I Will Say The Bus Looks Neat Though


I’m running late on stuff this week. I always am, which raises questions about the use of “late” as a concept. Never mind. For this week I blame that I got to reading an article about the 70s Disaster Movie genre. And that lead me to the 1976 spoof of the 70s Disaster Movie genre, The Big Bus. There’s many shocking things about this, starting with the idea that 70s Disaster Movies were somehow not already their parodies. The difference between The Towering Inferno and SCTV’s spoof of The Towering Inferno is mostly that the SCTV version opens with fewer scenes of the violently 1970s lobby of the doomed building. I mean, the Towering Inferno lobby looks great in a 1974 way. It’s only hard to watch because of thinking how it would look if it were a real building. I can’t see it without imaginaing what soul-destroying monstrosity it would have decayed by 1988, before its mid-90s renovation into something too lacking in personality even to be ugly.

Also startling: I remember nothing of this movie (The Big Bus) even though it seems like it should have been filling space whenever channels needed to have a movie throughout the early 80s. Yes, yes, Airplane! seems to have been as much spoof as the whole 70s Disaster Movie genre ever needed, in case we were taking it seriously, but between Airplane! and Airplane II! that’s only like four hours of programming. Even the rudimentary cable channels of the 80s needed as much as six hours before going over to “weird foreign cartoons” and “public domain Three Stooges shorts”.

Wikipedia describes the movie in fascinating detail. The plot summary makes it sound like the movie was trying about three times too hard and on all the wrong subjects. It comes out sounding whimsical in the way a gigantic iron woolly mammoth in a potato sack race across a field strewn with creme pies is: my metaphor is trying way too hard to cram in funny-flavored stuff.

Also, per Wikipedia: look at that movie poster. That’s your classic style, the kind of poster they don’t make anymore. Back then, movies were still mysterious things and we audiences just wouldn’t go to it if we didn’t have some proof that there were actors in the movie, as demonstrated by passport photos or, better, caricatured illustrations of the principal actors. Today movie poster style has moved on to showing abstract patterns of shadow and light, possibly featuring ruins where the villain blew up the plot. And that’s fine and stylish as far as it goes, but then you get surprises like last year where Star Trek Beyond turned out to be 105 minutes of kaleidoscope patterns and then a four-minute scene of Spock and McCoy trash-talking each other. Not saying it wasn’t good. I’m saying, back in the day, we’d get a big old grid of Actor Face staring out at us.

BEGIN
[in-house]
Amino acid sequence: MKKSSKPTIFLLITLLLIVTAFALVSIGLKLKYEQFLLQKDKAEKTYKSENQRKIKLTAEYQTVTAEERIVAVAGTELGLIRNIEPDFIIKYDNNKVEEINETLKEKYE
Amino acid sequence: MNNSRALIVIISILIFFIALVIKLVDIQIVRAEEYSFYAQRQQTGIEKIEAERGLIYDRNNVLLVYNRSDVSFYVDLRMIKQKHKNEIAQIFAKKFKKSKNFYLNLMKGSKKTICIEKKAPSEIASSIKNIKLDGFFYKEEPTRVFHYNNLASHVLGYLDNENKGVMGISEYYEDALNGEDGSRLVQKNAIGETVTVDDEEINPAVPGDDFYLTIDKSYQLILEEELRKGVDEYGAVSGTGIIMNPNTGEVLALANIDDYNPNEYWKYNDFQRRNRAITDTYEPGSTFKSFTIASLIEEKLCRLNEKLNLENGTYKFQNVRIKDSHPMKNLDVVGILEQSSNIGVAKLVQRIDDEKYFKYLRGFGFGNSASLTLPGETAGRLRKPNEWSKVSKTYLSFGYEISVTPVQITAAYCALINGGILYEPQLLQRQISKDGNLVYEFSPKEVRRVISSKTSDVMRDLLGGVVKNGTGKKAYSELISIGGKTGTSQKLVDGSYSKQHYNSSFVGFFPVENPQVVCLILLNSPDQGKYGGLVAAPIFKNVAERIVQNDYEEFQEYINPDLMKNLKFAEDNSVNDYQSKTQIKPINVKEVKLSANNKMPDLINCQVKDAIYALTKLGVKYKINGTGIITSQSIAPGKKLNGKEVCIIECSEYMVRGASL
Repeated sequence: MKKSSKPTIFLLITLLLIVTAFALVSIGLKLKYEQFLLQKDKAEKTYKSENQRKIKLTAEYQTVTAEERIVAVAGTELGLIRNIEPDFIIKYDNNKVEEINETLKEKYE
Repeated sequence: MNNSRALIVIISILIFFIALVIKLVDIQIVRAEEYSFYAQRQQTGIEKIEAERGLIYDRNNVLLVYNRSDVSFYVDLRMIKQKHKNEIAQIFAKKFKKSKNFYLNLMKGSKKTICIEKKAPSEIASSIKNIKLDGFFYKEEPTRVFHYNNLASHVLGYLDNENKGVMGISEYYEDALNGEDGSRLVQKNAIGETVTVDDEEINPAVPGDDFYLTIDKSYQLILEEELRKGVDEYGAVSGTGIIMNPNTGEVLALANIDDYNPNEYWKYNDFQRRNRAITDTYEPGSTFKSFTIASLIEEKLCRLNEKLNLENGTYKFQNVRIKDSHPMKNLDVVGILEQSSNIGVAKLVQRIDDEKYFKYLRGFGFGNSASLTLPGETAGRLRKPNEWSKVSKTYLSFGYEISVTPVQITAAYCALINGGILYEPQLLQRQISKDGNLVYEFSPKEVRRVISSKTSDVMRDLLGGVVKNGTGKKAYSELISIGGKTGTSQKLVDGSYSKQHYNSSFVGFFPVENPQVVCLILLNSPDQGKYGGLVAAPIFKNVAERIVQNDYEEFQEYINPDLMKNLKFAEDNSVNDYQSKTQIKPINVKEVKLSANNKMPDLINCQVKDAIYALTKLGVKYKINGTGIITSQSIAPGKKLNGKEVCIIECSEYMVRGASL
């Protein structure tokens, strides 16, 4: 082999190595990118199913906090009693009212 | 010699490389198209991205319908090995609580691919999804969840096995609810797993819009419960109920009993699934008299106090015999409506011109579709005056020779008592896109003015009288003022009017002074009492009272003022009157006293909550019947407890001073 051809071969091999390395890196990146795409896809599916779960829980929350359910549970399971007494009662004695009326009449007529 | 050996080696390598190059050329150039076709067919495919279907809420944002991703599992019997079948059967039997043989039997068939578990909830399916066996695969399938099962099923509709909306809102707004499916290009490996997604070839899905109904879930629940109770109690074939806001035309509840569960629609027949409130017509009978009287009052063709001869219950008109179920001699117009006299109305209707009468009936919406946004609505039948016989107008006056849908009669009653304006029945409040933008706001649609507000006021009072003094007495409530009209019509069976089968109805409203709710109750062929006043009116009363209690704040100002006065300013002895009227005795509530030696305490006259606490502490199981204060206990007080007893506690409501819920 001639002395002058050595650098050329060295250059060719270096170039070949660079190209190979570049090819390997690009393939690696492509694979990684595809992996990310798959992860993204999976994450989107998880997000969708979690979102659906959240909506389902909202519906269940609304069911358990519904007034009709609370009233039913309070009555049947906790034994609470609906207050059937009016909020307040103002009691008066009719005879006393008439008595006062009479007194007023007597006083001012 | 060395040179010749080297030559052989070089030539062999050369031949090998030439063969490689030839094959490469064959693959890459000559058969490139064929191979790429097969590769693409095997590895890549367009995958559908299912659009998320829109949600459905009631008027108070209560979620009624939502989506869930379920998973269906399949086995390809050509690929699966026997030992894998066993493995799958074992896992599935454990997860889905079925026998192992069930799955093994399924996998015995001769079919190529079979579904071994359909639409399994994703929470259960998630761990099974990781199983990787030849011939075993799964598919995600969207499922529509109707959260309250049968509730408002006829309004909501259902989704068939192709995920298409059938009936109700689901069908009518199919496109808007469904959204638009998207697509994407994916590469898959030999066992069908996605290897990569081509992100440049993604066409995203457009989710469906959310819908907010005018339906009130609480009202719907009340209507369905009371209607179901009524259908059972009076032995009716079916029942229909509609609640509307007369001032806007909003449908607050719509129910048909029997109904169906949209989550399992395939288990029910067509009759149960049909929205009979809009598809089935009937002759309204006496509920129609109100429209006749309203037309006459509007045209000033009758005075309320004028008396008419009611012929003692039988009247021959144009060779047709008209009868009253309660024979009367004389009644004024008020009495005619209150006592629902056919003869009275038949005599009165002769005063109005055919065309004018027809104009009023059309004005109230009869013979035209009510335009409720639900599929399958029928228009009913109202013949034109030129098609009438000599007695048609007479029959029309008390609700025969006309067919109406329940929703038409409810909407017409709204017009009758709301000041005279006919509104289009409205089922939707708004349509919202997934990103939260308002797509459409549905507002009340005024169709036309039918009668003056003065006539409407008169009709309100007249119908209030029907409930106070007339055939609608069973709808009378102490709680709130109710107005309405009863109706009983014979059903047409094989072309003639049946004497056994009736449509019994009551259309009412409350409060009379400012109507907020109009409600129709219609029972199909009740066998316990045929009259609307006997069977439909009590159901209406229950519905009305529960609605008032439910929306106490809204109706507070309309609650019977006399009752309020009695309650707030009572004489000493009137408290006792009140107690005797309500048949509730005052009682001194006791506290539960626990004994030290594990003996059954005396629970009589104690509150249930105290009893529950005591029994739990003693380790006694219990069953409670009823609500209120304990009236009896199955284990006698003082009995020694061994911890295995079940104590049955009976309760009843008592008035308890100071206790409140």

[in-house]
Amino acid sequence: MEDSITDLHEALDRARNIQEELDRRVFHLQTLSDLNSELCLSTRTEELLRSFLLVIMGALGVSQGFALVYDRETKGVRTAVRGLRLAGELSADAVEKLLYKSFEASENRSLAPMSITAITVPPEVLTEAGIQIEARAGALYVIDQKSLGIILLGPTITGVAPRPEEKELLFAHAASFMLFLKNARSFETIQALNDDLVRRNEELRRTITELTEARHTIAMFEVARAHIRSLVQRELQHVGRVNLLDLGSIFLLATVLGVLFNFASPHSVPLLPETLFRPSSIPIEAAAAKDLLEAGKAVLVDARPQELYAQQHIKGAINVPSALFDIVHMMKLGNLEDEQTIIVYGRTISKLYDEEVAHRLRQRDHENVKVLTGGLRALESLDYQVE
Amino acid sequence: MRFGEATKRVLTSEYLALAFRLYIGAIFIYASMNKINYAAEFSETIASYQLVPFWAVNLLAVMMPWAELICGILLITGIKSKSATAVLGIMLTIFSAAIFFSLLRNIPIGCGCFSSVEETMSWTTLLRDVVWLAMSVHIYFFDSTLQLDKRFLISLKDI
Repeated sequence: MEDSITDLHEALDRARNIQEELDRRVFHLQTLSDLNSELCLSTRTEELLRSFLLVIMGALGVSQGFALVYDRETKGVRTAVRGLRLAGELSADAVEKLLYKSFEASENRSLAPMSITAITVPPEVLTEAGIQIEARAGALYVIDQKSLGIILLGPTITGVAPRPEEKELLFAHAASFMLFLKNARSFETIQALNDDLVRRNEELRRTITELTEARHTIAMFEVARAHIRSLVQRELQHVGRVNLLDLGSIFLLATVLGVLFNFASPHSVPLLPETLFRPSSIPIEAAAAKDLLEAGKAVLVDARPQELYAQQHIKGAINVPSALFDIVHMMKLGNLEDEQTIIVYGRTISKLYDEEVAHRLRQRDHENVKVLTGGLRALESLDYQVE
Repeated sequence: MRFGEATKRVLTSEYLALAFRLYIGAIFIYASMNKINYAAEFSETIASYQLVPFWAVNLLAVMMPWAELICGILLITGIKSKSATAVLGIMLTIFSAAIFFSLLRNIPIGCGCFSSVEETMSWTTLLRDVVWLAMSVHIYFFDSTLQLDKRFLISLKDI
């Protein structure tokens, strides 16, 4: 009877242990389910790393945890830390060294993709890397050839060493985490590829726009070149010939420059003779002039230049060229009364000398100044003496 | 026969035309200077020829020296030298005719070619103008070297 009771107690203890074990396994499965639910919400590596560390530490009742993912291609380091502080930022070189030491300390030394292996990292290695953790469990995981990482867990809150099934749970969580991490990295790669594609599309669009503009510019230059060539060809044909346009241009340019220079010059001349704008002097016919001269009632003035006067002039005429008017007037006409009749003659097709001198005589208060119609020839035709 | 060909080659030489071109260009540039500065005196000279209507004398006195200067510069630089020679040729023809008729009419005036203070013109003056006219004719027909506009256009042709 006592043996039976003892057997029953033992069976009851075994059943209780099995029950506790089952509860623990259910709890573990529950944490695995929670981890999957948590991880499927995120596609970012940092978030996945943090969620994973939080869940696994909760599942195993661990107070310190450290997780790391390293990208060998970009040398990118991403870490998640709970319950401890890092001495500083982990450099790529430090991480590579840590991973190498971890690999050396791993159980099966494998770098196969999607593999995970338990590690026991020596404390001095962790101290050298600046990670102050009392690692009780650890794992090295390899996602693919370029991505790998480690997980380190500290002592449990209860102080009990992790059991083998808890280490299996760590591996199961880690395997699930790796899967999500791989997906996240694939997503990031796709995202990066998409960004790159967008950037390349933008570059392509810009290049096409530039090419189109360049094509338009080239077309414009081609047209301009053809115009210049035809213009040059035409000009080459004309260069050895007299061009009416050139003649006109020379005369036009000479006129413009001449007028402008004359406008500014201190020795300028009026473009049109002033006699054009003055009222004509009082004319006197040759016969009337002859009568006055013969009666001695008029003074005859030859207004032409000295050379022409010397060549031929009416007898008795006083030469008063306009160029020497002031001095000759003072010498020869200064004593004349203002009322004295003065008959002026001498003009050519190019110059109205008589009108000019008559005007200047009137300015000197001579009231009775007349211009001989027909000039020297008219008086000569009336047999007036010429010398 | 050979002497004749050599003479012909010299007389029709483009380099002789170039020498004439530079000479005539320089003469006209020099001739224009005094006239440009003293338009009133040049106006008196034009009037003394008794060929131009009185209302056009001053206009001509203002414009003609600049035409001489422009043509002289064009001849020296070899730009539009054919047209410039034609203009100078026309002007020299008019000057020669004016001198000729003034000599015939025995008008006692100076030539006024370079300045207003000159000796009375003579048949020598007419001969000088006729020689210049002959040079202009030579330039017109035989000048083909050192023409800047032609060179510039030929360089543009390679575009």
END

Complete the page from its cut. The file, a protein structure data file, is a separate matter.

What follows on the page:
Then where I get permanently hung up by the Wikipedia article is in the sections about the movie’s production. Specifically this:

According to articles in 1976 issues of both Motor Trend magazine and the now defunct Bus World magazine

I’m sorry, I can’t finish that sentence or anything else, really. I’m assuming that Bus World was a trade publication for the large-person-road-transport industry. But it would be only eight percent stranger if it weren’t. What if it was a fan magazine? Don’t tell me there aren’t bus fans. There are fans of everything, including fandoms. What kind of journal was Bus World, though?

The difference between a trade journal and a fan magazine is in how they spin the articles. The point of a fan magazine is to follow up every bit of news with the question, “Will the industry ever manage to be more awesome than this?” The answer is, “No way, but we’re looking forward to them trying”. The point of a trade journal is to follow up every bit of news with the question, “Will the industry be able to recover from this?”. The answer is, “Conceivably, but likely not”. I don’t know that there are fan magazines for trade journals, but I hope there are. Also I hope there are trade journals for the fan magazine business, because the politics involved in everything would be awesome.

What do I hope the reality of the now-defunct Bus World was? I don’t know, and I’m too busy pondering that.

In short: Bus World.

Another Blog, Meanwhile Index

The index dropped another five points today which we’re willing to blame on that Access World/London Metals Exchange/zinc warehousing scandal. It’s probably good for another couple of points off the Another Blog, Meanwhile index. Just you wait and see.

116

Service With A Smile


I forget what exactly got me looking up the “Matawan-style” Texaco gas stations of the 60s, although it’s probably a sense of home patriotism. I grew up not far from Matawan, New Jersey, famous for … being the namesake of this one kind of Texaco gas station. Also for two of the shark attacks of 1916. Anyway I wasn’t sure what made something a Matawan-style Texaco gas station of the 60s as opposed to, say, a Manalapan Texaco or a Manahawkin Texaco. There’s a lot of places in New Jersey with names that sound kind of alike, because we paid the Leni Lenape three thousand dollars back in like 1804 to go away and leave their places behind and stop making us feel guilty about it, and this is what we’ve got.